The NAB has finally decided on a timetable for the float of its troubled UK business, the Clydesdale Bank.
The business is worth somewhere between $3.4 billion and $4 billion depending on the earnings multiple to be decided. The final valuation won’t be known for a few months.
Three-quarters of the banks shares will be available to NAB shareholders and the rest to institutions.
The IPO, with a primary listing on the London Stock Exchange, will happen in February, with the price set for each shares sometime early that month.
The proposed demerger and IPO remains subject to various court and regulatory approvals and a shareholder vote expected to be in late January.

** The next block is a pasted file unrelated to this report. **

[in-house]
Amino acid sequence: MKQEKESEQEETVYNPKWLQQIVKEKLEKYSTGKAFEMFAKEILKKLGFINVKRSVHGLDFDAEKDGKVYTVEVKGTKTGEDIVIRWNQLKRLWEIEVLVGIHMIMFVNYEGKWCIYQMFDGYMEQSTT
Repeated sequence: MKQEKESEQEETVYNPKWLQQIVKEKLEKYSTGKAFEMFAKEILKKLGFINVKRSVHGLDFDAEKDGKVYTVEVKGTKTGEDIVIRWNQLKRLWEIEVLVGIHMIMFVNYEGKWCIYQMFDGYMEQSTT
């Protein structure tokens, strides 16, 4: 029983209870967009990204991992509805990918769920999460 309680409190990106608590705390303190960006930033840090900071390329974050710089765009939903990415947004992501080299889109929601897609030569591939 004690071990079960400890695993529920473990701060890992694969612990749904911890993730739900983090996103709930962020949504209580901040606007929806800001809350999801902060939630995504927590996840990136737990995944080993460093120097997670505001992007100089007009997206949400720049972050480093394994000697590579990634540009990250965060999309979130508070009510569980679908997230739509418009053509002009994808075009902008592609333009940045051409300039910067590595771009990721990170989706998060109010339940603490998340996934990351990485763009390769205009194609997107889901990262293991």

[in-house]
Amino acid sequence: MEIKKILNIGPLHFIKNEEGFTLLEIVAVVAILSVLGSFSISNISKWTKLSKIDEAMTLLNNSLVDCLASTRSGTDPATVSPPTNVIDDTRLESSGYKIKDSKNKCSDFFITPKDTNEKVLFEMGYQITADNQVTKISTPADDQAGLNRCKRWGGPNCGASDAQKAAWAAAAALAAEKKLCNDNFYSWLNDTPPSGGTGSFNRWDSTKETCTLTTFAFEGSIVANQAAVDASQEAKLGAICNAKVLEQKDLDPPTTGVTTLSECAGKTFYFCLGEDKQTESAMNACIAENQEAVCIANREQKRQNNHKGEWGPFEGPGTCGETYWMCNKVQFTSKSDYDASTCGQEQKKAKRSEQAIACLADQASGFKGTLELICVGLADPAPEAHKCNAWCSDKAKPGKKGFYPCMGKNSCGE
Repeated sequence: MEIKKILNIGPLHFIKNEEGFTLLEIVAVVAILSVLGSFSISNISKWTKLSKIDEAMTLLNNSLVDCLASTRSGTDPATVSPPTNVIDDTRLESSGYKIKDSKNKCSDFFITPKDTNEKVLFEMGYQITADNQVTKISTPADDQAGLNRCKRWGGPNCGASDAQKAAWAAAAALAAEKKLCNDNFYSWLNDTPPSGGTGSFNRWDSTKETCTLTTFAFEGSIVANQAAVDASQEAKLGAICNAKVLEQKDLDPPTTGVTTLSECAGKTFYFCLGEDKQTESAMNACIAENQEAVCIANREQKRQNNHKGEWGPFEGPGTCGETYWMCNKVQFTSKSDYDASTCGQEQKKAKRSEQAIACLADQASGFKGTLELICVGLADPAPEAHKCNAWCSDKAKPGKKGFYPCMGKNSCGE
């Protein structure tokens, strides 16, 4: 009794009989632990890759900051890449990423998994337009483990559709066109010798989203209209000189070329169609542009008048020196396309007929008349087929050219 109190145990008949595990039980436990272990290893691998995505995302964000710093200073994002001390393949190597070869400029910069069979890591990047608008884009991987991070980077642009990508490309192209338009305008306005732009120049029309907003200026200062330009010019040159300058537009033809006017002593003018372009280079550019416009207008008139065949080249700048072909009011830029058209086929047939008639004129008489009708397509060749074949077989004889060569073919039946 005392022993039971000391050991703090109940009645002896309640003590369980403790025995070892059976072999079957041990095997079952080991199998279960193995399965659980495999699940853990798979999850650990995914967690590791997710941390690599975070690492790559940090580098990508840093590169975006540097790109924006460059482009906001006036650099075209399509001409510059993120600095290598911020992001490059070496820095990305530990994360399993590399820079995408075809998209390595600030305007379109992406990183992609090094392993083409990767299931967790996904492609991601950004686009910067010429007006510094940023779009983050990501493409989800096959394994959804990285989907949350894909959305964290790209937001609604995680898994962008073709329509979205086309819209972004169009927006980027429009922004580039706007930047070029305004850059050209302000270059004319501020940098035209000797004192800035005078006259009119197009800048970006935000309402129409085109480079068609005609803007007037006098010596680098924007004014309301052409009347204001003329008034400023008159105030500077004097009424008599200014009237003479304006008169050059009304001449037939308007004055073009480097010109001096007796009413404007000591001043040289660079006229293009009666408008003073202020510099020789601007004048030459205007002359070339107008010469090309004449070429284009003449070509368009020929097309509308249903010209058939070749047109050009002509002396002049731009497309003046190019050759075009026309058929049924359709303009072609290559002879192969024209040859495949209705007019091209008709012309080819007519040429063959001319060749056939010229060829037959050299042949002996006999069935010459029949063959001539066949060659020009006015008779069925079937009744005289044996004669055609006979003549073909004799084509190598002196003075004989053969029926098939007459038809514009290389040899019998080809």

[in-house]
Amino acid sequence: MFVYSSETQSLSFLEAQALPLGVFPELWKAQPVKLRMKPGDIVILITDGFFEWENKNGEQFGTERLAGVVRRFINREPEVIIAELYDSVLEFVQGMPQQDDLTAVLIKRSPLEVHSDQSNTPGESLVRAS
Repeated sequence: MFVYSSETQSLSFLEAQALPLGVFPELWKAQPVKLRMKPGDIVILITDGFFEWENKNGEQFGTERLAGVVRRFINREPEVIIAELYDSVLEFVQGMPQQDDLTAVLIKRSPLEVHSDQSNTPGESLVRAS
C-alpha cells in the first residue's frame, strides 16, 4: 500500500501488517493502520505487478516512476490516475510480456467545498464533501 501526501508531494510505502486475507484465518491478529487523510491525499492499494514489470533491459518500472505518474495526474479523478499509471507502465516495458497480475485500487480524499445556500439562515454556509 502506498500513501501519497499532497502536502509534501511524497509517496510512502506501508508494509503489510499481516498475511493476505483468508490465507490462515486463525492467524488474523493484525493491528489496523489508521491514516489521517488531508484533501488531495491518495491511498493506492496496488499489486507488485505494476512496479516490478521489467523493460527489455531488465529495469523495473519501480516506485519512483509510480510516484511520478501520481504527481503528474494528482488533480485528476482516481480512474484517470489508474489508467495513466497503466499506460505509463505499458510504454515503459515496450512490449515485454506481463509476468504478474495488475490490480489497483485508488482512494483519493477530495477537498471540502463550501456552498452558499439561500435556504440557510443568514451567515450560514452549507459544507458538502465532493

UK authorities require capital support of £1.7 billion ($A3.6 billion) to cover any future claims against the business for “miss-selling” insurance products to small businesses.
This was part of the reason why NAB raised $5.5 billion this year, the biggest capital raising in Australian company history. (The other reason is to meet stricter capital rules designed to make Australian banks safer from any future financial crisis.)
The bank needs to be holding the cash to partly to meet UK regulatory requirements for potential compensation costs to customers who were wrongly sold financial products.
The float is part of the bank’s strategy to get rid of non performing assets and concentrate on the business in Australia and New zealand.
The UK float announcement follows the completion of the sale of the final holding in the Great Western Bank in the US, the $2.4 billion sale of 80% of the insurance business and the sale of most of the NAB’s commercial real estate portfolio.
Here’s the timetable for the UK demerger and float:
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